J.W. Booth said...

M. Bloodworth,

How do you know it wasn't any good if you never saw it?

Kevin FitzMaurice said...

I remember all the hype about "Soap" before it premiered in 1977, and how worked up so many were about the adult content. One ABC affiliate delayed the show an hour so that it ran just before the late local news. Another station took out a newspaper ad listing the programs its competitors were airing opposite "Soap" (only three other networks--including PBS--in those days), emphasizing that viewers had the choice of watching or not.

"Soap" had its funny moments, but I soon lost interest in it, and didn't watch beyond the first season.

Mark said...

Susan Harris has an amazing track record. And you could always tell a Witt/Thomas/Harris show even without looking at the credits - they had a certain look/feel to them, and were always well-produced and consistent. Even the ones that didn’t last long - like “It Takes Two” with Richard Crenna and Patty Duke - were good.

Leighton said...

Interesting "GG" trivia. The famous kitchen set was actually recycled from "It Takes Two."

Kevin FitzMaurice said...

You're right. The font on the production credits and the light intro and outro music on "Soap" and "The Golden Girls" were unmistakable.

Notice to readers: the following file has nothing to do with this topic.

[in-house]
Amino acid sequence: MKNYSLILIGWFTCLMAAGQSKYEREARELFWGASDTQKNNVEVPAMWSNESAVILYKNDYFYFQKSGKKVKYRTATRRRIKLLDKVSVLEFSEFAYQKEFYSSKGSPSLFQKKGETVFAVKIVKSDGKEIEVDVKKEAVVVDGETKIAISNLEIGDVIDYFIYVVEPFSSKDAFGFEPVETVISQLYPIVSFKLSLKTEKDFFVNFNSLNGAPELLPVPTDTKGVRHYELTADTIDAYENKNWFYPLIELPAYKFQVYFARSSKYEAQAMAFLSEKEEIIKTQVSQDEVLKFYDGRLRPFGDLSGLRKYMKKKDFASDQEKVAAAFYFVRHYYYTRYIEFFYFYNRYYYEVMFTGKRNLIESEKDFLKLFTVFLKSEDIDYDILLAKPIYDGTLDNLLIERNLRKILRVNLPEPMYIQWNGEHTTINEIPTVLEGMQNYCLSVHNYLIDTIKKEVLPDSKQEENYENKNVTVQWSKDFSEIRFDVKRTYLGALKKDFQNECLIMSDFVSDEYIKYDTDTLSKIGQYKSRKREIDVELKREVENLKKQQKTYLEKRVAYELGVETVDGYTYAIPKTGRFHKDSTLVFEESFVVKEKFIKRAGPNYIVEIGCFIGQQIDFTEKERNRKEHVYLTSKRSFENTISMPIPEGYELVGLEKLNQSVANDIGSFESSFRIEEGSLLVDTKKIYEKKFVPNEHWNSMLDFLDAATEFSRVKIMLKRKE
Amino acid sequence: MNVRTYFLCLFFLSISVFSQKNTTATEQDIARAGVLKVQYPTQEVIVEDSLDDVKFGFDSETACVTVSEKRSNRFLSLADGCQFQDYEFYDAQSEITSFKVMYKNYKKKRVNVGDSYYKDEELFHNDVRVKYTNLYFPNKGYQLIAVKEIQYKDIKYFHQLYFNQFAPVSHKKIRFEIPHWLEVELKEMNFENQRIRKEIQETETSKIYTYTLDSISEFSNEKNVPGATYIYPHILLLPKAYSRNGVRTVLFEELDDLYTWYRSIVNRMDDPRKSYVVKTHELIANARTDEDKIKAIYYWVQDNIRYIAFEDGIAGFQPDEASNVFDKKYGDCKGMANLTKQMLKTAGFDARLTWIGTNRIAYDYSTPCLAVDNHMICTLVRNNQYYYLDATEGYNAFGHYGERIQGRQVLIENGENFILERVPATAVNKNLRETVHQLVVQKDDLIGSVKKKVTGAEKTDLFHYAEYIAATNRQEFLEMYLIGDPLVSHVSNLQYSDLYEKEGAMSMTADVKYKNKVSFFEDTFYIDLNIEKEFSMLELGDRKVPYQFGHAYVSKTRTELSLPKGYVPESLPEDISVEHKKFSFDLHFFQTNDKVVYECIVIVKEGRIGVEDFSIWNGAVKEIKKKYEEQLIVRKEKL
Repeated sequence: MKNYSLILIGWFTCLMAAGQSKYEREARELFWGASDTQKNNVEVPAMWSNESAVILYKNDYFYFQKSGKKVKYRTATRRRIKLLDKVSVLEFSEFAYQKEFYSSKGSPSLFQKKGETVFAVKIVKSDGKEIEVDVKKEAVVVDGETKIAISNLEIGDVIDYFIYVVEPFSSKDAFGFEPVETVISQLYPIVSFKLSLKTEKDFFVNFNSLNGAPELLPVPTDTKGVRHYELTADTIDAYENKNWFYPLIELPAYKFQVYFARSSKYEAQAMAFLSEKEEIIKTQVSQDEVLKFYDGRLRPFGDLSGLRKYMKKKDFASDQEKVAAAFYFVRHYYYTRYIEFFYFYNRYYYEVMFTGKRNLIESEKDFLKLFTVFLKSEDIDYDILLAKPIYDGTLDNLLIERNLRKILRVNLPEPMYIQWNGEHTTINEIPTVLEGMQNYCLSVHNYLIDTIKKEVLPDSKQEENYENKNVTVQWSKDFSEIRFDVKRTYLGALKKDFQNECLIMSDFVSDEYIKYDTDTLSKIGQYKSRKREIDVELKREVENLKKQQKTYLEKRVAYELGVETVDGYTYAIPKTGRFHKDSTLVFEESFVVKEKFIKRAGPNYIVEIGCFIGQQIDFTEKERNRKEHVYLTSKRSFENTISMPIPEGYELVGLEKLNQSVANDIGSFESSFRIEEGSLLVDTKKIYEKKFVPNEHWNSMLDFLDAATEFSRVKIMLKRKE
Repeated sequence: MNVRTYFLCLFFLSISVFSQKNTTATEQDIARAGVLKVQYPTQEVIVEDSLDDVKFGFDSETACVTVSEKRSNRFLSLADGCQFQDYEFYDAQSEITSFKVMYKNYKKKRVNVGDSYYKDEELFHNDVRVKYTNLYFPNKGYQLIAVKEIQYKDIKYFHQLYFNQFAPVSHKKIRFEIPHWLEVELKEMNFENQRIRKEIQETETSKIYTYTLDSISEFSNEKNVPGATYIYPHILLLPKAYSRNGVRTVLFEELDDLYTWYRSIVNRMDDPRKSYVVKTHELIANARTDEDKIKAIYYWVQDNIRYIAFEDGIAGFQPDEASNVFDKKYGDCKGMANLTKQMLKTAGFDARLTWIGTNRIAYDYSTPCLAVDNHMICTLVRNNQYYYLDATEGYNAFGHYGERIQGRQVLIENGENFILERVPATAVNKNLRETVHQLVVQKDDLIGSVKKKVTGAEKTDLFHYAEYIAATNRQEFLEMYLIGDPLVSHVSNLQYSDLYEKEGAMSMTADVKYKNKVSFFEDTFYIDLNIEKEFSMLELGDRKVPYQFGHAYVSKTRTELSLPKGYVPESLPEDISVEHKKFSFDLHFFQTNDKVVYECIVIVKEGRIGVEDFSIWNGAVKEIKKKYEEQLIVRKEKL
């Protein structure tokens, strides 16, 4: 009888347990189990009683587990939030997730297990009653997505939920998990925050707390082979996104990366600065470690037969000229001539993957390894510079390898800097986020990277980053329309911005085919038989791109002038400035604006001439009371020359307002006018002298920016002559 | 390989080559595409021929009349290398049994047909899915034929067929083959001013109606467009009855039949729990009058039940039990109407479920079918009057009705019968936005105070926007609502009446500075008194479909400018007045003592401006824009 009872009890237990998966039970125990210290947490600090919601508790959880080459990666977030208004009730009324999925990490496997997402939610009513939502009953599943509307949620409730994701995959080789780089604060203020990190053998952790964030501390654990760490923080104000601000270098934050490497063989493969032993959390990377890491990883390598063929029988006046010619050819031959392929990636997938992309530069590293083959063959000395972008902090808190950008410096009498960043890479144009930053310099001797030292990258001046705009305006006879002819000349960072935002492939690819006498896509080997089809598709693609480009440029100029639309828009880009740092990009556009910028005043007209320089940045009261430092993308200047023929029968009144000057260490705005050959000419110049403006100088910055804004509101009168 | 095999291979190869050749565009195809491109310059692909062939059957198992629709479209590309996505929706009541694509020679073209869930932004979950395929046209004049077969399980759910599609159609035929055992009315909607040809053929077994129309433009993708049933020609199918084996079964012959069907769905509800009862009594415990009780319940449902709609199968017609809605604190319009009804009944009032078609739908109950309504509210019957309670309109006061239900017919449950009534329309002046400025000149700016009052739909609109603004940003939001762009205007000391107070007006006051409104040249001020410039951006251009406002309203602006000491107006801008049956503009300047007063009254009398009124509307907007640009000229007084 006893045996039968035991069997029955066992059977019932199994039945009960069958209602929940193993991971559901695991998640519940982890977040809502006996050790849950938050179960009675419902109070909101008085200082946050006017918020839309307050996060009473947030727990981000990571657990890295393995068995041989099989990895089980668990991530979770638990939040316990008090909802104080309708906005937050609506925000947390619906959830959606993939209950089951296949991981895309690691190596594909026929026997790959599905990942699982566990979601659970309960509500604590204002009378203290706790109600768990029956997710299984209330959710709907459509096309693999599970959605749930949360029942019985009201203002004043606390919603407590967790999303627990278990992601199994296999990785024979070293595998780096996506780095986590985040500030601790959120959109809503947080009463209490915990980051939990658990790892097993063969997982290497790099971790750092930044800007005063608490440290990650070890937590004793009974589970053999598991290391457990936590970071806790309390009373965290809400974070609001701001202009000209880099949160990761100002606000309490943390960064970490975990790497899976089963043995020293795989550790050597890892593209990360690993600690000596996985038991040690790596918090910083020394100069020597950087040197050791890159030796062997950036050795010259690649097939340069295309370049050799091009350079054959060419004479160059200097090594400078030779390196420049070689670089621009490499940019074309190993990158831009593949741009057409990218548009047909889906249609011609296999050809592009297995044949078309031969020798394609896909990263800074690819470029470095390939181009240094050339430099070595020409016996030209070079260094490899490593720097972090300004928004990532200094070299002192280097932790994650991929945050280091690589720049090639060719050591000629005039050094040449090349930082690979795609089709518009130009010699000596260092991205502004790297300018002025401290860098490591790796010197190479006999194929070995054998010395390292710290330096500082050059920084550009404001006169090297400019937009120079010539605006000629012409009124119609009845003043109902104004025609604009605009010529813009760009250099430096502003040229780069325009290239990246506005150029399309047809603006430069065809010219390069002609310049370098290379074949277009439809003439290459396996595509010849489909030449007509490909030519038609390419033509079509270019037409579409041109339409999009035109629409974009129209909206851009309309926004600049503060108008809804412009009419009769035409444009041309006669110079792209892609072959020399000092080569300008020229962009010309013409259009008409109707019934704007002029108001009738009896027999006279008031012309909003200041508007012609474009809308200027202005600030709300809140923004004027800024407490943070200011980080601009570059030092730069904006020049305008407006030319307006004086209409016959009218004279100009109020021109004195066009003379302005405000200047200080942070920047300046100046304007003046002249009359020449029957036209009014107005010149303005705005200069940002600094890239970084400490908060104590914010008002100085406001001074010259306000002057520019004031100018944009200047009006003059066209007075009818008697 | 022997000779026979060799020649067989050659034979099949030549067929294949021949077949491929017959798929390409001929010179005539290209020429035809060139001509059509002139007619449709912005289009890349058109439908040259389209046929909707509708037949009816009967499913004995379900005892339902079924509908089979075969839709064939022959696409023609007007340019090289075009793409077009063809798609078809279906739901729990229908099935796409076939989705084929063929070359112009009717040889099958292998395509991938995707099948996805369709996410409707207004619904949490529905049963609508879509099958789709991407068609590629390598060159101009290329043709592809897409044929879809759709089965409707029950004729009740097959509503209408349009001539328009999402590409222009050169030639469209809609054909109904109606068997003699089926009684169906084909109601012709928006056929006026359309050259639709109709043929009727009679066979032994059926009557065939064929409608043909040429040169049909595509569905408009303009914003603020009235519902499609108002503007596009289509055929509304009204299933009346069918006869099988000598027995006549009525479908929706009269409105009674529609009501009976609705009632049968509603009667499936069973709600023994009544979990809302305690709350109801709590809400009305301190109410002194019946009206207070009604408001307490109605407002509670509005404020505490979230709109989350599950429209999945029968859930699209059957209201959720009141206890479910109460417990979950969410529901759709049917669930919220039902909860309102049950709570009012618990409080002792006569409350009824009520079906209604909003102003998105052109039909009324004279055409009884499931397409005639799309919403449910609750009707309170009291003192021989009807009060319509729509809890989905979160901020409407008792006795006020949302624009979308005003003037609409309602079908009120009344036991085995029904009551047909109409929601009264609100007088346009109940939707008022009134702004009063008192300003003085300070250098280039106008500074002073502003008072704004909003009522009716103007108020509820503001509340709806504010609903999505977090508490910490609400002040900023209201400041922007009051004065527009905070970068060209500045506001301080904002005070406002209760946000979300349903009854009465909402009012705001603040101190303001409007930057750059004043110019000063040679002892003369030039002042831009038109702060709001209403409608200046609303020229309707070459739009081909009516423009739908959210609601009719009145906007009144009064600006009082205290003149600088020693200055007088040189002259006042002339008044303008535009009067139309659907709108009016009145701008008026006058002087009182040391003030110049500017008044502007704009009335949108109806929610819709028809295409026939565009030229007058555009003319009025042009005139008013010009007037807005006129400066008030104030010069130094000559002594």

Some trivia: The late Andrew Gold wrote "Thank You for Being a Friend" and the version he recorded was on the charts in the spring of 1978, just as Bea Arthur and Rue McClanahan were wrapping up six years of "Maude," and Susan Harris was completing the first season of "Soap."

Spike de Beauvoir said...

Thanks for this post, it would be great if you could interview her, especially about how she conceived of new shows and kept them going. Does anyone know what happened with the GG spin-off The Golden Palace, I've always been curious about it.

When the Odd Couple was rebooted again in 2015 with Matthew Perry, producer Garry Marshall gave several interviews about how no women writers were hired for the Randall-Klugman series, including Harris. From the Hollywood Reporter:

Garry Marshall: Women Writers Weren’t Allowed on the Original ‘Odd Couple’

"They weren’t allowed, they wouldn’t hire any,” Marshall recalled of the original series. “I had three of the greatest writers: Susan Silver, who went on to Mary Tyler Moore; Susan Harris [Soap, Benson, The Golden Girls], who became one of the best writers in the world; and Susan Miller, who was the head writer on Saturday Night Live, all not hired.” He stressed that the addition of female writers (on the newest version of the OC has “improved the whole show.”